Douglas Cochrane, 12th Earl of Dundonald

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The Earl of Dundonald
12th Earl of Dundonald.jpg
The Earl of Dundonald in 1904
Born (1852-10-29)29 October 1852
Banff, Scotland
Died 12 April 1935(1935-04-12) (aged 82)
Wimbledon, England
Buried at Achnaba Churchyard, Ardchattan
Allegiance  United Kingdom
Service/branch  British Army
Years of service 1870–?
Rank Lieutenant General
Commands held General Officer Commanding the Militia of Canada
2nd Regiment of Life Guards
Battles/wars Mahdist War
Second Boer War
First World War
Awards Knight Commander of the Order of the Bath
Knight Commander of the Royal Victorian Order
Mentioned in Despatches (7)

Lieutenant General Douglas Mackinnon Baillie Hamilton Cochrane, 12th Earl of Dundonald KCBKCVO (29 October 1852 – 12 April 1935), styled Lord Cochrane between 1860 and 1885, was a Scottish representative peer and a British Army general.

Early life[edit]

Cochrane was the second but eldest surviving son of Thomas Cochrane, 11th Earl of Dundonald, by Louisa Harriet Mackinnon, daughter of William Alexander Mackinnon. Thomas Cochrane, 1st Baron Cochrane of Cults, was his younger brother.[1] He was educated at Eton College.[2]

Military career[edit]

Cochrane was commissioned into the Life Guards in July 1870,[3] and was promoted to lieutenant the following year and captain in 1878.[4] He served in the Nile Expedition,[3] the Desert March and the Relief of Khartoum in 1885.[5] He was appointed Commanding Officer of 2nd Life Guards in 1895.[3]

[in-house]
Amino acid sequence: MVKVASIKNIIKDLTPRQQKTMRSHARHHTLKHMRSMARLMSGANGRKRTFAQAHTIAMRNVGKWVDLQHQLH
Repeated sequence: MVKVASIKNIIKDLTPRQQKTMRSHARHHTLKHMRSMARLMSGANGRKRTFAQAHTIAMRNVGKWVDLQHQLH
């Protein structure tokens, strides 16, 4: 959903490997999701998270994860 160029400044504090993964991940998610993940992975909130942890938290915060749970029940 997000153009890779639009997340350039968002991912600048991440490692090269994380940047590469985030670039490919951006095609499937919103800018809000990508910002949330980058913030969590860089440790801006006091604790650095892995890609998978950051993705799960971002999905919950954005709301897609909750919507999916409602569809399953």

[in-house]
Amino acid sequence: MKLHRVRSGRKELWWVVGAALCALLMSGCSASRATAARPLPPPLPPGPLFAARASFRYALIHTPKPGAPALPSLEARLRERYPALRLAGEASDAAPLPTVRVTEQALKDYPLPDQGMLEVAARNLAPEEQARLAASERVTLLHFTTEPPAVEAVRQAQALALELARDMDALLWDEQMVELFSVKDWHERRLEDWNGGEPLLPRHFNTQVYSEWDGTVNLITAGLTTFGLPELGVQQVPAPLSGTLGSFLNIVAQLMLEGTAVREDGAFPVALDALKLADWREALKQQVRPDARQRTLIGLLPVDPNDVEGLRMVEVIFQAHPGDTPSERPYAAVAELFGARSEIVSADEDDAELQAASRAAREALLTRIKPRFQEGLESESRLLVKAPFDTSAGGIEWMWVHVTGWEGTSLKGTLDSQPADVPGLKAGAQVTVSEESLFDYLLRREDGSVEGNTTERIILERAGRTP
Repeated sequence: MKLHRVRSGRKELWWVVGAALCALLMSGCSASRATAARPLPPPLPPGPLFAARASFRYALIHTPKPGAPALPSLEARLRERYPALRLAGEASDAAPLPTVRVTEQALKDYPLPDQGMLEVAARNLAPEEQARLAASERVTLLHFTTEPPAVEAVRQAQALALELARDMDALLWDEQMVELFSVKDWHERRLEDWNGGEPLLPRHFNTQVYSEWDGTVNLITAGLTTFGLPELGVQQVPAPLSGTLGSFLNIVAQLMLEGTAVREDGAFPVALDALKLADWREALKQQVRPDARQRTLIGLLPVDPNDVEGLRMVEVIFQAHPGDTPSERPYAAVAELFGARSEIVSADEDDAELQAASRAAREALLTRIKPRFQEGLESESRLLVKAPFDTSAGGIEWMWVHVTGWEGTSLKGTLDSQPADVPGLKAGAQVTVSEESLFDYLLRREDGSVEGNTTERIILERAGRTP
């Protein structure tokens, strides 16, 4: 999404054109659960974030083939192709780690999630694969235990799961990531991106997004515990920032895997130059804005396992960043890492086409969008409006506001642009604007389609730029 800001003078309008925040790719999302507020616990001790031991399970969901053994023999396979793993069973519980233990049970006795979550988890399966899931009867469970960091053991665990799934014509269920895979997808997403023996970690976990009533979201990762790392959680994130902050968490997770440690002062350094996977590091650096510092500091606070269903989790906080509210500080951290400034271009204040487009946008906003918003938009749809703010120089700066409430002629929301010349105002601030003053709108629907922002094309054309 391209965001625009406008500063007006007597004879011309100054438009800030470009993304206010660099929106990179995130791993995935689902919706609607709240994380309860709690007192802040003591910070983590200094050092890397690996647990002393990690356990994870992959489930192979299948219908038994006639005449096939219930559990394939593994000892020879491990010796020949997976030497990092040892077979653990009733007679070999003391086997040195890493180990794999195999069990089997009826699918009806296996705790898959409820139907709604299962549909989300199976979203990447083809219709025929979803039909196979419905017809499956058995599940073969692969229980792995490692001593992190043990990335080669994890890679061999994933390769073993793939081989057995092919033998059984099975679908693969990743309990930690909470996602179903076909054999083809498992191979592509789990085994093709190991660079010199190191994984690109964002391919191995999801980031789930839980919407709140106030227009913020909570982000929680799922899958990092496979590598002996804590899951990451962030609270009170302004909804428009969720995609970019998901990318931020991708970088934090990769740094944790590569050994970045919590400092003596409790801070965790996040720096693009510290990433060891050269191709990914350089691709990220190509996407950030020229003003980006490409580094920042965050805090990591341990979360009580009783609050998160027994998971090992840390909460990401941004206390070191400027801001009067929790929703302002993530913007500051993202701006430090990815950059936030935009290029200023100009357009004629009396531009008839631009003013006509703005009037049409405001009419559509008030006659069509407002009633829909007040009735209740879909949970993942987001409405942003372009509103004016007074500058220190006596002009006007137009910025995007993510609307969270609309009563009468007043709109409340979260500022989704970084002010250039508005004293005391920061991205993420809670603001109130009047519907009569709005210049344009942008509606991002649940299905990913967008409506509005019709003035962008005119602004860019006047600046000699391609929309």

He served in the Second Boer War and in November 1899 he was appointed Commander of the Mounted Brigade, part of the South Natal Field Force.[3] He took part in the Relief of Ladysmith in February 1900,[3] although his South African troops, unimpressed by his leadership, referred to him as “Dundoodle”.[6] He was appointed General Officer Commanding the Militia of Canada in April 1902,[4] serving as such for two years.[3] He served in the First World War as Chairman of the Admiralty Committee on Smoke Screens in 1915.[3]

Lord Dundonald was appointed a Commander of the Royal Victorian Order (CVO) in December 1901,[7] and in June 1907 knighted as a Knight Commander (KCVO) of the order. Dundonald Park, in Centretown, Ottawa, is named after him.

Family[edit]

Lord Dundonald married Winifred Bamford-Hesketh, daughter of Robert Bamford-Hesketh, in 1878. They had two sons and three daughters. The family lived for many years at Gwrych Castle in North Wales, the seat of the Bamford-Hesketh family. The Countess of Dundonald died in January 1924. Lord Dundonald died at his home in Wimbledon in April 1935, aged 82, and was succeeded in the earldom by his eldest son, Thomas.[1] He is buried in Achnaba Churchyard, Ardchattan near Benderloch, Lorne, Argyll & Bute.

See also[edit]

References[edit]

  1. ^ a b [thepeerage.com Lt.-Gen. Douglas Mackinnon Baillie Hamilton Cochrane, 12th Earl of Dundonald]
  2. ^ Dundee Courier. 13 April 1935. p. 7. 
  3. ^ a b c d e f g "King's College London Liddell Hart Centre for Military Archives entry". Retrieved 3 May 2006. 
  4. ^ a b "The Command of the Canadian Militia" The Times (London). Wednesday, 9 April 1902. (36737), p. 6.
  5. ^ The Peerage.com
  6. ^ Farrar-Hockley 1974, p43
  7. ^ The London Gazette: no. 27390. p. 9061. 24 December 1901.

Books Used for Citations[edit]

  • Farrar-Hockley, General Sir Anthony (1975). Goughie. London: Granada. ISBN -0246640596. 
Military offices
Preceded by
Sir Richard O'Grady Haly
General Officer Commanding the Militia of Canada
1902–1904
Succeeded by
Sir Percy Lake
(as Chief of the General Staff (Canada))
Preceded by
The Lord Grenfell
Colonel of the 2nd Regiment of Life Guards
1907–1919
Succeeded by
Sir Cecil Bingham
Peerage of Scotland
Preceded by
Thomas Barnes Cochrane
Earl of Dundonald
1885–1935
Succeeded by
Thomas Hesketh Douglas Blair Cochrane